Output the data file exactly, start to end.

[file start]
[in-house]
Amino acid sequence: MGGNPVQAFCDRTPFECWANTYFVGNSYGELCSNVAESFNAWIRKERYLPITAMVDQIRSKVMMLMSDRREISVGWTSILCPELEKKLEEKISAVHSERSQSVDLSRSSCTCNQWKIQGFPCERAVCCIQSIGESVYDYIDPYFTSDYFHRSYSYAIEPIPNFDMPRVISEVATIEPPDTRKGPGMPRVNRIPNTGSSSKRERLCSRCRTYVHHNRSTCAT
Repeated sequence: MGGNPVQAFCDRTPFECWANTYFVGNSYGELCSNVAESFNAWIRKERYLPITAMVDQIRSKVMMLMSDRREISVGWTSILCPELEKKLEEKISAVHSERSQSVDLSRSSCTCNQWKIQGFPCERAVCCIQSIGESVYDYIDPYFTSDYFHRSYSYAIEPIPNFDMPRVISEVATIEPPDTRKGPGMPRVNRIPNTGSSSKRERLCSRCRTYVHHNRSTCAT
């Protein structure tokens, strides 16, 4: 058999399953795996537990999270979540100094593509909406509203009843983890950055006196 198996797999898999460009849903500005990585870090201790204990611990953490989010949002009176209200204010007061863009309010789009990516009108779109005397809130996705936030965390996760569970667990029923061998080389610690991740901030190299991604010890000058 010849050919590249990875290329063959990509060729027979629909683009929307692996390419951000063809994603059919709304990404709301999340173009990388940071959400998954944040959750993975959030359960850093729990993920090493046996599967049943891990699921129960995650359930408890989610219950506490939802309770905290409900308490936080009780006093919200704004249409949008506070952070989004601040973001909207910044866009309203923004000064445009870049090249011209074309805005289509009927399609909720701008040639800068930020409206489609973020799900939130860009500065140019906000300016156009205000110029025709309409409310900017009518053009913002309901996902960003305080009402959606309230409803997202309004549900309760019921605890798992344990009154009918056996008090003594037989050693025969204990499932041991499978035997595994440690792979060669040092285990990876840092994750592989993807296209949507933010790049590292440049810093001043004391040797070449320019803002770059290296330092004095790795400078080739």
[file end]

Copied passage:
[in-house]
Amino acid sequence: MGGNPVQAFCDRTPFECWANTYFVGNSYGELCSNVAESFNAWIRKERYLPITAMVDQIRSKVMMLMSDRREISVGWTSILCPELEKKLEEKISAVHSERSQSVDLSRSSCTCNQWKIQGFPCERAVCCIQSIGESVYDYIDPYFTSDYFHRSYSYAIEPIPNFDMPRVISEVATIEPPDTRKGPGMPRVNRIPNTGSSSKRERLCSRCRTYVHHNRSTCAT
Repeated sequence: MGGNPVQAFCDRTPFECWANTYFVGNSYGELCSNVAESFNAWIRKERYLPITAMVDQIRSKVMMLMSDRREISVGWTSILCPELEKKLEEKISAVHSERSQSVDLSRSSCTCNQWKIQGFPCERAVCCIQSIGESVYDYIDPYFTSDYFHRSYSYAIEPIPNFDMPRVISEVATIEPPDTRKGPGMPRVNRIPNTGSSSKRERLCSRCRTYVHHNRSTCAT
């Protein structure tokens, strides 16, 4: 058999399953795996537990999270979540100094593509909406509203009843983890950055006196 198996797999898999460009849903500005990585870090201790204990611990953490989010949002009176209200204010007061863009309010789009990516009108779109005397809130996705936030965390996760569970667990029923061998080389610690991740901030190299991604010890000058 010849050919590249990875290329063959990509060729027979629909683009929307692996390419951000063809994603059919709304990404709301999340173009990388940071959400998954944040959750993975959030359960850093729990993920090493046996599967049943891990699921129960995650359930408890989610219950506490939802309770905290409900308490936080009780006093919200704004249409949008506070952070989004601040973001909207910044866009309203923004000064445009870049090249011209074309805005289509009927399609909720701008040639800068930020409206489609973020799900939130860009500065140019906000300016156009205000110029025709309409409310900017009518053009913002309901996902960003305080009402959606309230409803997202309004549900309760019921605890798992344990009154009918056996008090003594037989050693025969204990499932041991499978035997595994440690792979060669040092285990990876840092994750592989993807296209949507933010790049590292440049810093001043004391040797070449320019803002770059290296330092004095790795400078080739």